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Tory party 'is on death row' without major changes, warns sacked minister Rob Halfon

Tory party 'is on death row' without major changes, warns sacked minister Rob Halfon

John Ashmore

2 min read

The Conservative party is "on death row" and facing "years in opposition" unless it makes sweeping changes to its message and party structures, according to Rob Halfon. 

The Harlow MP, who was removed as Skills Minister in the latest reshuffle, said his party faced defeat at the next general election without a thorough rebrand.

Mr Halfon has long advocated changing the Tories' name to the Workers' Party and focusing more on opportunity for blue collar Britain. 

Writing in The Sun, he argues: "The Conservative party is on death row. Unless we reform our values, our membership offering and our party infrastructure, we face defeat at the next election – and potentially years of opposition."

And he tore into an election campaign which he claimed showed his party as "devoid of values" and defined by cuts to public spending.

But he suggested the problems go deeper than Theresa May's leadership of the Tory election campaign, saying: "If we don’t change it wouldn’t matter if we had Alexander the Great or the Archangel Gabriel as Leader. We face the wilderness."


Among the challenges facing the party is matching the vast number of volunteers Labour could call on thanks to its hugely expanded membership under Jeremy Corbyn. 

Mr Halfon warned against characterising the opposition as a group of "far left activists".

"Whilst it is clear that some are, the vast majority are not. It is no surprise that those who have a passion for change join a party whose core message is transforming the lives of the poor," he said.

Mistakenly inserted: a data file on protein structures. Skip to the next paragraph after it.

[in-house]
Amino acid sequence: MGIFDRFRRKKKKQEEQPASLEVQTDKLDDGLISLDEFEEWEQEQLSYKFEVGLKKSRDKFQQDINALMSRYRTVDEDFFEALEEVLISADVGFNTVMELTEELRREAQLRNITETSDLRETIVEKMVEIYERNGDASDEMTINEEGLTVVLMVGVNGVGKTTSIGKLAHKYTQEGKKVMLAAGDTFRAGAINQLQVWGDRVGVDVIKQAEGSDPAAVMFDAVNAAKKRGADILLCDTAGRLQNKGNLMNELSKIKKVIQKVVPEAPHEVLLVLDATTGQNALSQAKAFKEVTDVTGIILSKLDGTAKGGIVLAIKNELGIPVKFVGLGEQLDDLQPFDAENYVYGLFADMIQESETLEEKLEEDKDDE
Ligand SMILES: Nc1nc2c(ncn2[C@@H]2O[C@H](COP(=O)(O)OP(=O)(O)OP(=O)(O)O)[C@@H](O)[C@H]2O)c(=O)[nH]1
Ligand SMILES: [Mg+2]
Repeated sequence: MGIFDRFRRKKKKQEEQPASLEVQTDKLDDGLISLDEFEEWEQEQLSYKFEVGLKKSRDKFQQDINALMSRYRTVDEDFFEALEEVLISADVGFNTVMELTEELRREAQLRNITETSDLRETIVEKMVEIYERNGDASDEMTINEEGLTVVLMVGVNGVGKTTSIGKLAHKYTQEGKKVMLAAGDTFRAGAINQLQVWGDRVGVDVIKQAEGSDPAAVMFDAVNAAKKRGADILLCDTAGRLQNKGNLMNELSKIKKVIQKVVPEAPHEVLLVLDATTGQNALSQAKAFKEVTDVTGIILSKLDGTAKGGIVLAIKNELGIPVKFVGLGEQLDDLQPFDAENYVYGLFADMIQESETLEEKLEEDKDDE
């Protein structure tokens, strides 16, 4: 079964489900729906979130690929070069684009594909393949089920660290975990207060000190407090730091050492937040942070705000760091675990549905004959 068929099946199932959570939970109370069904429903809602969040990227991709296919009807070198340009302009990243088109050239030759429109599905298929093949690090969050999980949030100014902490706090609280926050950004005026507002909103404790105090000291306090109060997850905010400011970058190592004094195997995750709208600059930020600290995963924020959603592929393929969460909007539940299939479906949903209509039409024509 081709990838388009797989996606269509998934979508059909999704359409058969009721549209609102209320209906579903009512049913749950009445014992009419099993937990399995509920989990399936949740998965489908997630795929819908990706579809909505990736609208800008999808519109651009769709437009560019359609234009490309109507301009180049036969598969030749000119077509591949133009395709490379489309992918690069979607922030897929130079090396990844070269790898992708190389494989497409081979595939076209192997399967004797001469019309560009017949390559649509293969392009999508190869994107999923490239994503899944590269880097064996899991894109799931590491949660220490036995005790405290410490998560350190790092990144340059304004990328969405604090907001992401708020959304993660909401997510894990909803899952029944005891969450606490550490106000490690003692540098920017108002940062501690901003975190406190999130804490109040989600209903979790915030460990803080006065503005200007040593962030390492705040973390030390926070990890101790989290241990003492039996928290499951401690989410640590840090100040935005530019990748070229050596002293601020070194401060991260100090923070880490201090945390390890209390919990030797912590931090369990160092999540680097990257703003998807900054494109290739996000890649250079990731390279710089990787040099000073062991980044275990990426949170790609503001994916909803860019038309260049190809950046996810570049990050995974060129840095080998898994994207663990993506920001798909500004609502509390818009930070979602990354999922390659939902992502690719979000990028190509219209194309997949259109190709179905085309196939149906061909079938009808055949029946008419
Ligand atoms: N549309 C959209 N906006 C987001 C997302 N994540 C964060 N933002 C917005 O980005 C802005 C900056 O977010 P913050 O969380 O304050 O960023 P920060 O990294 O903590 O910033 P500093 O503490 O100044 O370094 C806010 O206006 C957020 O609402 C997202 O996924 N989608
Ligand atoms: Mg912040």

"Nor is it astonishing that the Labour party have 600,000 members. Indeed, it is remarkable that they do not have even more. Such a huge Labour membership, alongside the support of trade unions, means they have a campaigning infrastructure that Conservatives can only dream of."


He suggested the Conservatives needed to make a pitch with a real "emotional connection" to the British public, while also changing its branding to either the 'Workers Party' or the 'Conservative Workers' Party' to make clear its defining mission. 

Mr Halfon argued that his party's offer should be pitched around five 'pillars': workers' skills and jobs, workers' wages, workers' rights, workers' wages and workers' services. 

He suggested an emphasis on the party's policies on the minimum wage, tax cuts for low earners and cutting fuel bills, while also urging them to do more to help the self-employed and those on zero-hour contracts.

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